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College
WOMEN’S BASKETBALL
With full season under her belt, Meyer settling in at Iowa

IOWA CITY – One shot at a time, Makenzie Meyer worked all summer to find her comfort zone on the basketball court.

The Iowa sophomore recorded 16,000 shots during the summer, work Iowa women’s basketball coach Lisa Bluder believes will help Meyer deliver from the perimeter this season for the Hawkeyes.

“Our expectation is that she’s going to demand as much respect on the floor as Melissa Dixon did during the season when she was the best three-point shooter in the nation," Bluder said. “She is playing with a joy you need to have to be successful."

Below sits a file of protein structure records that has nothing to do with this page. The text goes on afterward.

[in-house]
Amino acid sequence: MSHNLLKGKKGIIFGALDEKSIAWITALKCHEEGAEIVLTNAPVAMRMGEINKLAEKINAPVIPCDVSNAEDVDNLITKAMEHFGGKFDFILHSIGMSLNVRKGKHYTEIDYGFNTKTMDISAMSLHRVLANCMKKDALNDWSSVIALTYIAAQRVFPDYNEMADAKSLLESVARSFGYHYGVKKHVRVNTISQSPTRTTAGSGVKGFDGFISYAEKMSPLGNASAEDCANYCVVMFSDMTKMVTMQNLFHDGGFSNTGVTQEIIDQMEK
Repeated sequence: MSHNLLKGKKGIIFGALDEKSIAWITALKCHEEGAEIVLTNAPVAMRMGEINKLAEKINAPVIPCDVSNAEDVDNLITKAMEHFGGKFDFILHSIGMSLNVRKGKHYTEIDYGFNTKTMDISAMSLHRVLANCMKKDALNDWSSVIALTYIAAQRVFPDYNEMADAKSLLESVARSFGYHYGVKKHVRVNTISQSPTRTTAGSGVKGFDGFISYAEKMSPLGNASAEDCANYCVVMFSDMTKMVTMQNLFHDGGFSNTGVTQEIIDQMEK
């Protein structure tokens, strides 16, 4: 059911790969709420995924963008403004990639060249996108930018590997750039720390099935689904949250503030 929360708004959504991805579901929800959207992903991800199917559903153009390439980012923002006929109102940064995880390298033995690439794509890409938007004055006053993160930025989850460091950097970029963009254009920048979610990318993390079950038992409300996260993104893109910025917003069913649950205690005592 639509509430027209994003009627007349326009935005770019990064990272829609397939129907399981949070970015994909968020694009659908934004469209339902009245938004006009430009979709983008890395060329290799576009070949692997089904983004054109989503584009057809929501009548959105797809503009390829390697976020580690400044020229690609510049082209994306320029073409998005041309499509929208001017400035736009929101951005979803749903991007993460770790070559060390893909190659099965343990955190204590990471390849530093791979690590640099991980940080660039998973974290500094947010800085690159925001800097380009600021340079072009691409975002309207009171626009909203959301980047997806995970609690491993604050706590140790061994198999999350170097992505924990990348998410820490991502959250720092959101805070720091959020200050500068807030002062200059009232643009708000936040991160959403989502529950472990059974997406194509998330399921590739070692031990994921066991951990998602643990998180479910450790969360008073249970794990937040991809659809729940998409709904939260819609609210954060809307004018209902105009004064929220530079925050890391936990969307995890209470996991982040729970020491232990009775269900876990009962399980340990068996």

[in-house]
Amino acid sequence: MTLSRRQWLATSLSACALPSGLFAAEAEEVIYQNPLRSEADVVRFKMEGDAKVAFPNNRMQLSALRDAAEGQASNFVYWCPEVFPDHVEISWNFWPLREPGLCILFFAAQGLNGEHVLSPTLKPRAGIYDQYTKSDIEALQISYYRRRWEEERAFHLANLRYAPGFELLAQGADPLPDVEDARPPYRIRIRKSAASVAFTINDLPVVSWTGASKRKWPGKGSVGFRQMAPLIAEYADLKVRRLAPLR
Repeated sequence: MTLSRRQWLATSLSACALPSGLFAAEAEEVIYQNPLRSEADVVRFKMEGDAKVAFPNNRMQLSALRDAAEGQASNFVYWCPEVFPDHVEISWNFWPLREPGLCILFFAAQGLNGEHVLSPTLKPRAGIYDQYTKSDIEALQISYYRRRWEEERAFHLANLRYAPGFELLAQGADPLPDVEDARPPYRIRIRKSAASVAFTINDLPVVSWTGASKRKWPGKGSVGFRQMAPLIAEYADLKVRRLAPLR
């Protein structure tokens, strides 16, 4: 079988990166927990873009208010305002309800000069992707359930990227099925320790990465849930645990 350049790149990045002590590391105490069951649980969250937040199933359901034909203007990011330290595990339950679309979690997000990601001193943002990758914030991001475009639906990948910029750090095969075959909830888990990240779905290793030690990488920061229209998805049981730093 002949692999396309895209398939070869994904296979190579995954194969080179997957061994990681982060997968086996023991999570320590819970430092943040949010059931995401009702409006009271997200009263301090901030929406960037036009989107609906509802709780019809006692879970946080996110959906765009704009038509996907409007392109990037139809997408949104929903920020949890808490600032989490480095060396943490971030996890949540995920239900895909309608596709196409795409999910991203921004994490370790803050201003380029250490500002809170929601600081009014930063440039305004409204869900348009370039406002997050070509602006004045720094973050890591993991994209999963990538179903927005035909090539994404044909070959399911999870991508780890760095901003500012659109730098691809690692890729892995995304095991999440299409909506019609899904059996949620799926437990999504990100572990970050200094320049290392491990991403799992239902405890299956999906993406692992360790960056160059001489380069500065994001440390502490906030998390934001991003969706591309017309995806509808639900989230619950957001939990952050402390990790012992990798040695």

The Hawkeyes, who host their lone preseason exhibition Sunday at 7 p.m. against Minnesota State-Moorhead, count on the 5-foot-9 guard from Mason City to take her game to another level after she averaged 6.8 points a year ago.

Meyer expects it, too.

“I feel more confident and comfortable now," Meyer said. “Last year was an adjustment for me, getting used to the college game. It took some time."

Meyer started 23 times as a freshman while playing in each of Iowa’s 34 games last season.

She worked through a slow start from the field, an experience Meyer now believes has strengthened her as she prepares for her sophomore season.

“It was something I had to deal with and figure a way out of and it taught me a lot," Meyer said. “I worked through it, kept at it, and eventually the shots started to fall again."

Meyer finished the season shooting 35.6 percent from three-point range, hitting 42-of-118 shots, and she is Iowa’s top-returning shooter from the behind the arc.